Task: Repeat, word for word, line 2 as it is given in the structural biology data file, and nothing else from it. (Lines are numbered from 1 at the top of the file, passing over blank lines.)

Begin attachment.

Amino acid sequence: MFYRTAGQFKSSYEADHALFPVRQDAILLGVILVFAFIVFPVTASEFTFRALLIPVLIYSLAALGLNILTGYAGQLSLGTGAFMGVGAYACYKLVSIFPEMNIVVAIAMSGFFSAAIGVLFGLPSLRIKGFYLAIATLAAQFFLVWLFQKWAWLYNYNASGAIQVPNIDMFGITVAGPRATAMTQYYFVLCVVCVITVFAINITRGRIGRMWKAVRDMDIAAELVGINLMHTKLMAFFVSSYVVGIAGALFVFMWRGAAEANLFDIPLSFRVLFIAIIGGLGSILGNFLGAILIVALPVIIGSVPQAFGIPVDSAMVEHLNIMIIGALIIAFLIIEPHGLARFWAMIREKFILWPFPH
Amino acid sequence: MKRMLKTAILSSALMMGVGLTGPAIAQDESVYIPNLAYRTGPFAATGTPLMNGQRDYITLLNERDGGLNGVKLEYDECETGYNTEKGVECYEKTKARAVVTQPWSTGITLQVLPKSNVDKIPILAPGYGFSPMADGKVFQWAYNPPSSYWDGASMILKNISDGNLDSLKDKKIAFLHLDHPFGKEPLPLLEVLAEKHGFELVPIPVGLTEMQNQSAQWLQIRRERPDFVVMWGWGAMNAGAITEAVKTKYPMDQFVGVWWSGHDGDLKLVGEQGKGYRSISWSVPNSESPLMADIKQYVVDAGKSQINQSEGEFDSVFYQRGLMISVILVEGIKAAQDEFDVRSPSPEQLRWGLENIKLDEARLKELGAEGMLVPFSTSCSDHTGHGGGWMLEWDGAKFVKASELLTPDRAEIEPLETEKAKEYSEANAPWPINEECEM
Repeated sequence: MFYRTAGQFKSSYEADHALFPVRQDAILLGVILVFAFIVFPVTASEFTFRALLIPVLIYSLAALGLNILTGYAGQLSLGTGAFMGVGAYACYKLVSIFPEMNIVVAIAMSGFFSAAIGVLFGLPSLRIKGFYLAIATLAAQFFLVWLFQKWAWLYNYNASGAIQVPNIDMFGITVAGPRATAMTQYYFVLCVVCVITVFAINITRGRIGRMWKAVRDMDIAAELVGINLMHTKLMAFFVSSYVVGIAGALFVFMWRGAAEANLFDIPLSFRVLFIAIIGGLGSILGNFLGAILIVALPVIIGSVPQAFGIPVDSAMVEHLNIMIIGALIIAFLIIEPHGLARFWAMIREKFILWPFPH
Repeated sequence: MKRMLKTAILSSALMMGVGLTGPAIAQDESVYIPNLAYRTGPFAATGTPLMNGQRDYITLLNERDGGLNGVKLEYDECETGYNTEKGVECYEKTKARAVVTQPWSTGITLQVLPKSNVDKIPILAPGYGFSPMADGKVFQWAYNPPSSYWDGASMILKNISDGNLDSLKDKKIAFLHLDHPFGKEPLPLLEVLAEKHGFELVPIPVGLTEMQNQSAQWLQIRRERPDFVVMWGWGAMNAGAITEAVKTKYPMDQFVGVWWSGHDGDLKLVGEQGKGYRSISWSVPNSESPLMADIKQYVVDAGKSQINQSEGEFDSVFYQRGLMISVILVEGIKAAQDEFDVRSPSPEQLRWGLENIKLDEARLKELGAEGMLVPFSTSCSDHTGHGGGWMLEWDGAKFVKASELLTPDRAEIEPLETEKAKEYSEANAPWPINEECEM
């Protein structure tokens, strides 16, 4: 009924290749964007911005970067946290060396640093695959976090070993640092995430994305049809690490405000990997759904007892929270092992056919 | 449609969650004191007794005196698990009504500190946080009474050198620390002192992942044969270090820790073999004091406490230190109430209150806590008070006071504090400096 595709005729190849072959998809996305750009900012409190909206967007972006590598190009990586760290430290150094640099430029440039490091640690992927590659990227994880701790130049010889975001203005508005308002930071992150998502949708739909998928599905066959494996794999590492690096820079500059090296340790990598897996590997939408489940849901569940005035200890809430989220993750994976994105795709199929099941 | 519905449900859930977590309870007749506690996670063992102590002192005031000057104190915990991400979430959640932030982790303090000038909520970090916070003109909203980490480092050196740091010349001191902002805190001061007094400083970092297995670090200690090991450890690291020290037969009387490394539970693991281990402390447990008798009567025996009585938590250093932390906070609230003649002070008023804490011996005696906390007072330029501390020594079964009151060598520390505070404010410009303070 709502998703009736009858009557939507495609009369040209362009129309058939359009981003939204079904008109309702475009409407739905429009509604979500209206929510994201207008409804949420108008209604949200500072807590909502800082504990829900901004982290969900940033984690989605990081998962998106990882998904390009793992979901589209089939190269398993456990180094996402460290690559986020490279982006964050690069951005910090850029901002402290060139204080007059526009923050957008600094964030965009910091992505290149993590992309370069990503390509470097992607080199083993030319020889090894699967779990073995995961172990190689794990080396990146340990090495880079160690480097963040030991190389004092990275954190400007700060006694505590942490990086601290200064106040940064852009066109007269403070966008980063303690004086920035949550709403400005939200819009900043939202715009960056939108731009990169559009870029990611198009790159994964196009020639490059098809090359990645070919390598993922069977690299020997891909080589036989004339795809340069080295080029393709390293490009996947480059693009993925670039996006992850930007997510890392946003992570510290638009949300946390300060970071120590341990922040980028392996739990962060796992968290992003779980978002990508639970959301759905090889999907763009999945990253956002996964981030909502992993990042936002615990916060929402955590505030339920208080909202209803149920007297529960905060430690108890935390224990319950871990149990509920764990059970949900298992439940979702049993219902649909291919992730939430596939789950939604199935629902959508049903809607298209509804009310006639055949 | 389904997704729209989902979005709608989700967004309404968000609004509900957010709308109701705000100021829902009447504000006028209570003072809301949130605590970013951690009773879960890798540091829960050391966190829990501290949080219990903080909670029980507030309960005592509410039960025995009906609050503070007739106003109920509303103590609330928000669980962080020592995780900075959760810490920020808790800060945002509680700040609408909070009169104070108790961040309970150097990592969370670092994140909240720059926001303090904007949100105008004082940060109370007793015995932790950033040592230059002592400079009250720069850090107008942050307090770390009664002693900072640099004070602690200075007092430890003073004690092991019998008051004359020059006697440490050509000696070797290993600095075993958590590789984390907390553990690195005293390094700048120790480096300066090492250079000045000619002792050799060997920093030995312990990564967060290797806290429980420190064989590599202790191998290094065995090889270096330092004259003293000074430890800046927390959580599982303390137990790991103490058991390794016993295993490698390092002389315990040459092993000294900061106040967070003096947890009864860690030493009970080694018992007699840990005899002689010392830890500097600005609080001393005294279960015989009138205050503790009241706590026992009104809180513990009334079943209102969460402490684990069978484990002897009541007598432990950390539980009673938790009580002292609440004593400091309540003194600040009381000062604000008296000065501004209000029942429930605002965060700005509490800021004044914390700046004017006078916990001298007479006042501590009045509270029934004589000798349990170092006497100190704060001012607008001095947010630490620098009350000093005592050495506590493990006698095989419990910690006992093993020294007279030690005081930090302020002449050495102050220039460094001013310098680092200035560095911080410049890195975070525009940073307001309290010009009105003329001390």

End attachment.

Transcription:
Amino acid sequence: MKRMLKTAILSSALMMGVGLTGPAIAQDESVYIPNLAYRTGPFAATGTPLMNGQRDYITLLNERDGGLNGVKLEYDECETGYNTEKGVECYEKTKARAVVTQPWSTGITLQVLPKSNVDKIPILAPGYGFSPMADGKVFQWAYNPPSSYWDGASMILKNISDGNLDSLKDKKIAFLHLDHPFGKEPLPLLEVLAEKHGFELVPIPVGLTEMQNQSAQWLQIRRERPDFVVMWGWGAMNAGAITEAVKTKYPMDQFVGVWWSGHDGDLKLVGEQGKGYRSISWSVPNSESPLMADIKQYVVDAGKSQINQSEGEFDSVFYQRGLMISVILVEGIKAAQDEFDVRSPSPEQLRWGLENIKLDEARLKELGAEGMLVPFSTSCSDHTGHGGGWMLEWDGAKFVKASELLTPDRAEIEPLETEKAKEYSEANAPWPINEECEM